• FuturePastNow
      • 9 years ago

      That’s a fact of life for all SSDs, though. It’s not Sandforce’s fault. As the manufacturing process of transistors gets smaller, they get less durable, so future NAND won’t last as long as its predecessors.

      • UberGerbil
      • 9 years ago

      I wouldn’t say they “gloss over” it — they address it (see the para right after the diagram) and claim they have features that mitigate it. It’s reasonable to be skeptical until independent reviews test those claims, but I don’t think it’s reasonable to assert they didn’t address it at all.

      We’ve seen drops in write endurance with each new process node, and also in the shift from SLC to MLC. The mfrs have found ways to compensate each time; moreover, as SSDs get larger they’re more likely to be less than 100% full, which helps a lot for endurance (keeping an extra pool of blocks with 0 cumulative writes increases the average block lifespan significantly). As long as they don’t do questionable things like reserving extra blocks so that your usable capacity is less than advertised, or making unrealistic assumptions about usage patterns, there shouldn’t be a problem. But, as always, wait for the reviews.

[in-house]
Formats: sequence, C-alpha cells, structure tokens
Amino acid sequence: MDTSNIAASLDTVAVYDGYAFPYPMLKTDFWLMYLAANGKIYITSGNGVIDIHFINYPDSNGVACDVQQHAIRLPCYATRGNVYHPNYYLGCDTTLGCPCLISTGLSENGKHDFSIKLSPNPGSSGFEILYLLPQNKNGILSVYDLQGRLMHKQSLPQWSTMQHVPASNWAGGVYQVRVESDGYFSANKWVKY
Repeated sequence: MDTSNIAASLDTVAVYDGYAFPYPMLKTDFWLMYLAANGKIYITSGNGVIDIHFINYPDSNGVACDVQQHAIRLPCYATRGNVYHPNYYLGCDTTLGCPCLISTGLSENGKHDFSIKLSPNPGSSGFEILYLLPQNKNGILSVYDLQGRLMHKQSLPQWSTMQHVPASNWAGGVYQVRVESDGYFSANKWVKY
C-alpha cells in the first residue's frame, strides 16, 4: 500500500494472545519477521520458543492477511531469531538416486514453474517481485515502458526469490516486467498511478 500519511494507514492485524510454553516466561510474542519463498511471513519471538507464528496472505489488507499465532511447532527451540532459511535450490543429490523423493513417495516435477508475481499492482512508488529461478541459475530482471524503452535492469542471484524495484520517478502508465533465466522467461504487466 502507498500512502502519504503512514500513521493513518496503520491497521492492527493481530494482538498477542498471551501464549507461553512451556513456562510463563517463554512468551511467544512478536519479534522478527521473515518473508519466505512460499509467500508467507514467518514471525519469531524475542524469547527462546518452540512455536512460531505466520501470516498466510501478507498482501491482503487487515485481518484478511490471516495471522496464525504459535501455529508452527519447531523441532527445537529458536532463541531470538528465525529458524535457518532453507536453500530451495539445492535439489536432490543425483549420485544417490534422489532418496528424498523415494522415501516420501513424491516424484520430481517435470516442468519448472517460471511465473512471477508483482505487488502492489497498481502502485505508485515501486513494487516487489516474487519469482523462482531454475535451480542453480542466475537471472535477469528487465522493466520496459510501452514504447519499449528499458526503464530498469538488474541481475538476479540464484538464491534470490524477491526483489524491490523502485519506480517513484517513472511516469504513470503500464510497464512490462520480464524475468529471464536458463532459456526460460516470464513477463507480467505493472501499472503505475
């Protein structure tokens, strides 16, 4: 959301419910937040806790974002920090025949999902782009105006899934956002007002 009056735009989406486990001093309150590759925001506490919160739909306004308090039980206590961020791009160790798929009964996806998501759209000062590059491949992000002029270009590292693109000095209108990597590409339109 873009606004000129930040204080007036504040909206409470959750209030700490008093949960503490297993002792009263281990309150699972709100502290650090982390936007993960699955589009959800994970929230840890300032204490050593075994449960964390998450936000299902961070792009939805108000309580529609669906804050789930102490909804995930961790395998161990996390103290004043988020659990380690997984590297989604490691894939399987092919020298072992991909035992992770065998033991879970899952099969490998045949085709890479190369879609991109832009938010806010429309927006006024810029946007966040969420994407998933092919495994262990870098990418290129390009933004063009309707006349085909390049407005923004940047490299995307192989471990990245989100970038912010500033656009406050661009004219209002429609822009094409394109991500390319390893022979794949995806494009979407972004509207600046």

• 5150
    • 9 years ago

    Sandforce no doubt has speed, however, I don’t like how they’ve hidden information from consumers in their firmware update and OCZ has really screwed up with their 25nm chip fiasco currently going on. I don’t know if I trust either company anymore.

      • PrincipalSkinner
      • 9 years ago

      You should trust them as much as you should trust Intel, AMD and nVidia. In other words, don’t trust them at all.

    • PrincipalSkinner
    • 9 years ago

    I would very much like to see round up of all Sand Force based drives, once they all come out. Over here I can buy AData and OCZ but OCZ comes with 2 year warranty.